After finishing the Boston Marathon the first thing on my mind was, I need a break! My body needed to recover and so did my mind. Recharging the batteries is essential to coming back stronger. I love the feeling of being in great shape, but after taking a beating I was looking forward to downtime.
A few weeks later, however, I am now feeling the itch to get back into the full swing of training. I know I need to put something on paper. Without a goal, training can lack purpose for many runners, myself included.
But what happens now, in the next two months, matters just as much as my next marathon build-up. Little goals along the way are not only important for getting your mind back into race mode but they also can help the body work on what it is lacking after months of specific marathon training. Events like the marathon take tremendous dedication and training, but they also make us become very narrow-focused, and sometimes they leave us vulnerable and lacking important elements to maintaining a long career of racing.
That’s not true just for the marathon training. It doesn’t matter what event you are training for. At the end of any training cycle, your program becomes more and more specific to your needs during the distance you are planning to race.
If you are running track, you most likely spend the last few weeks and months really focusing on speed. You should never neglect your aerobic system but you start to take some of that “money out of the bank” in exchange for faster work. Likewise in the marathon, in the last months you start to train with more focus on the energy systems and paces that will become priority for race day over 26.2 miles. You will likely neglect the speed and athleticism that you worked on before you started turning to the specific work which sharpens you for race day.
I believe strongly that the months after your peak race you should work hard at getting the body back to the middle ground. The focus returns to being well rounded and making sure you are looking at all parts of your training. Specific training needs to take a back shelf to making you generally prepared.
I have found the best way to accomplish this is by focusing on the opposite of what you have been training for in the preceding months. If it has been faster work, go back and get strong again with volume and aerobic training. If it has been long volume, work the shorter and faster end of the training spectrum. If you spend two months doing that, it will help bring your body and mind back into to general base fitness.
In the spring of 2009 I had run 2:10:00 at the London Marathon. I was coming off two consecutive marathon-training blocks. I ran the Olympic Marathon in 2008 in Beijing, finishing 9th in 2:11:59, and then spent early 2009 preparing for London. I got very good at running moderately fast for a long time. I could run 4:50–5:00 pace per mile for miles on end.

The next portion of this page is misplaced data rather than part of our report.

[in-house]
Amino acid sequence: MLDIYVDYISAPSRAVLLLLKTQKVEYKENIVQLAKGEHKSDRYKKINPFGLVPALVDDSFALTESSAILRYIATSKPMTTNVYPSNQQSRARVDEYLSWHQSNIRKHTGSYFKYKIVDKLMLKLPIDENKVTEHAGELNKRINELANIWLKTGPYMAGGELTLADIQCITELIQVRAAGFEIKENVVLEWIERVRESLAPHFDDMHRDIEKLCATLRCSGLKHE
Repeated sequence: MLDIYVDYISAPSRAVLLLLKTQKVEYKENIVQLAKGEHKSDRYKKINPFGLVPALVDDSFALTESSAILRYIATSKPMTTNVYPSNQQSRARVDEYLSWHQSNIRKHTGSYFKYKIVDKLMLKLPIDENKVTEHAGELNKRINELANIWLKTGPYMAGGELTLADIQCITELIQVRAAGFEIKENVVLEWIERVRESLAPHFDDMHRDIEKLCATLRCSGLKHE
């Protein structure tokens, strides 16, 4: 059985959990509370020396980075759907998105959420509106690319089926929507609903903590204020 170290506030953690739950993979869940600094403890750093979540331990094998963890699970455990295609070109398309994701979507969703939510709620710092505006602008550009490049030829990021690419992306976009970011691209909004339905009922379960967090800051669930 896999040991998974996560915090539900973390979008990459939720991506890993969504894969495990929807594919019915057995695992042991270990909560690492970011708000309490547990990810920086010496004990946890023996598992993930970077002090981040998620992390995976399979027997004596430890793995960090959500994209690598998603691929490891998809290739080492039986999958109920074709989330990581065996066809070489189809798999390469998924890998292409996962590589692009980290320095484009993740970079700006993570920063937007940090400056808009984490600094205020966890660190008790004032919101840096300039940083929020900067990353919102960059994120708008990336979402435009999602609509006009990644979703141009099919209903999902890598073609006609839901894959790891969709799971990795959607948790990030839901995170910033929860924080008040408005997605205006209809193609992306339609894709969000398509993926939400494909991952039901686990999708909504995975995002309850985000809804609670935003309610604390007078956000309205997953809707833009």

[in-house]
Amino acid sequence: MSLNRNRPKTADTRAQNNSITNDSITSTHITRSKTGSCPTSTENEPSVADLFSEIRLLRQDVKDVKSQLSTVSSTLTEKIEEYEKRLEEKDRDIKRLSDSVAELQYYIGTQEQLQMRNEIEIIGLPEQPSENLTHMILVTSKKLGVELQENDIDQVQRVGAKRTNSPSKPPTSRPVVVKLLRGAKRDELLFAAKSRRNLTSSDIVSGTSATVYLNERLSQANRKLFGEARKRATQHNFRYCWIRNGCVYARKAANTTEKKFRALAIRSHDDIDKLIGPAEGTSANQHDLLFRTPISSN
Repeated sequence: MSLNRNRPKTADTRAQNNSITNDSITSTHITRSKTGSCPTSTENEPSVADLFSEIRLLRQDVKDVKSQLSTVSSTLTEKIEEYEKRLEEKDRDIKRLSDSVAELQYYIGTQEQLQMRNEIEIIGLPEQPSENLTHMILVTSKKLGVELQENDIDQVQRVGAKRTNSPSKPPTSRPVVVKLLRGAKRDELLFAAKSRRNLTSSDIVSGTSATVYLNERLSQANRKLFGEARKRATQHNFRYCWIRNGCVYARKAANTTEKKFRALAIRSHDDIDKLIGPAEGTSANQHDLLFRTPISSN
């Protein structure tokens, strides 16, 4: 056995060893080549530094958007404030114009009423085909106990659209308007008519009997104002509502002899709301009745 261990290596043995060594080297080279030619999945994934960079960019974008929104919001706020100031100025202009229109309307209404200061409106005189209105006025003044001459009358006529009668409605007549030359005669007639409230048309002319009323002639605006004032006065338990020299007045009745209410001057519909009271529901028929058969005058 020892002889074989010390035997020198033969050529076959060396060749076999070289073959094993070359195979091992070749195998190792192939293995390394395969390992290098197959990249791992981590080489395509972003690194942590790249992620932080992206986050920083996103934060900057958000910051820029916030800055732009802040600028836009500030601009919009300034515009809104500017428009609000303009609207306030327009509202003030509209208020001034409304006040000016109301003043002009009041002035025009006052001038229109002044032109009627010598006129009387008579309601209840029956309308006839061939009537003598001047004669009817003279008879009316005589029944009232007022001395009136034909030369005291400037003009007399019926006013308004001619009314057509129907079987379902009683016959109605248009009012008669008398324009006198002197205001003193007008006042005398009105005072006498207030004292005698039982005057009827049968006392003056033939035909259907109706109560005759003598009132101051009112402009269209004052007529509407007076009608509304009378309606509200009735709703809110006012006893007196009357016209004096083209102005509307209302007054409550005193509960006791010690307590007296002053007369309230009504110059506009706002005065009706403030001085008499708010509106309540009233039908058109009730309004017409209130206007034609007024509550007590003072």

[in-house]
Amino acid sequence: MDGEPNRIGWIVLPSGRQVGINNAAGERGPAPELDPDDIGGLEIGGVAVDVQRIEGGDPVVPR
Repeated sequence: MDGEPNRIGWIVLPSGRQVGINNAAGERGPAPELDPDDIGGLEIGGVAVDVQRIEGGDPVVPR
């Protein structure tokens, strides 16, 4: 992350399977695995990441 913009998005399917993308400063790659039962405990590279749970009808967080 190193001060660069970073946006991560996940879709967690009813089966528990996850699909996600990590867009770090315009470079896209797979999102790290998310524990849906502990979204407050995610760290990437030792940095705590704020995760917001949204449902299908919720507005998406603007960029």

Here are some of the sessions I ran that spring straight from my training log, including 20K fartleks in under an hour, and a 20 mile tempo run at 4:54 pace.
You can see the strength at marathon pace was there. However, I noticed that I was starting to have trouble running interval paces I used to hit with ease a couple years earlier. Some people would say keep building off that but I believe it is short sighted to go straight back into the same training after a marathon.
After a couple weeks of easy training I decided to work on the things at the other end if the spectrum. I got in the gym, started working on shorter faster intervals and laid out a racing scheduled that put me back on the track. I had been off the track, just doing road races for a couple years at that point, but I knew to have a long career I needed to go back to working on my speed, power and range of motion. Doing this was going to allow me to go back to the half marathon and marathon training I had been doing but at a whole new level. I would get back the power and speed I had lost over these years of marathon-focused training.
Here is a snapshot of my quality training sessions for the couple of months leading up to my American Record 12:56 in the 5000m, which I ran in Zurich on August 28.
As you can see, I maintained small doses of the tempo and long run work that I had done, but the focus shifted completely in the opposite direction with lots of interval work from 200m to 800m and “breakdown” workouts of 600/400/300/200. The aerobic base I had built was good, and it made me strong, but if I would have continued down that road and stayed in the marathon cycle I would have been out of the sport years ago.
Instead, after I ran that summer of speed and power, I was able to come back and run half marathon workouts I never could before. My mileage went back over 100 miles a week, and in the weeks leading up to the World Half Marathon Championships in Birmingham, England, that fall, I ran 9 x 1 mile in 4:20 with 500m rest, and a 16k tempo run in 45:03 (4:33 per mile pace for about 10 miles). I went into the World Half marathon Championships with high confidence, and was able to win a bronze medal in 60:00—a PR by almost 90 seconds.
The change in training stimulus really revived my training and took my ability at the longer distances to a new level.
Switching your focus to different goals for a short period of time will not only help you work on the parts of your trained you had neglected, but it will make you excited for a different challenge. Training can become monotonous after years of doing the same thing. The same workouts don’t give you the same benefits. So get out of your comfort zone and go the opposite direction for a little bit. When you come back, you’ll be better and more excited than ever.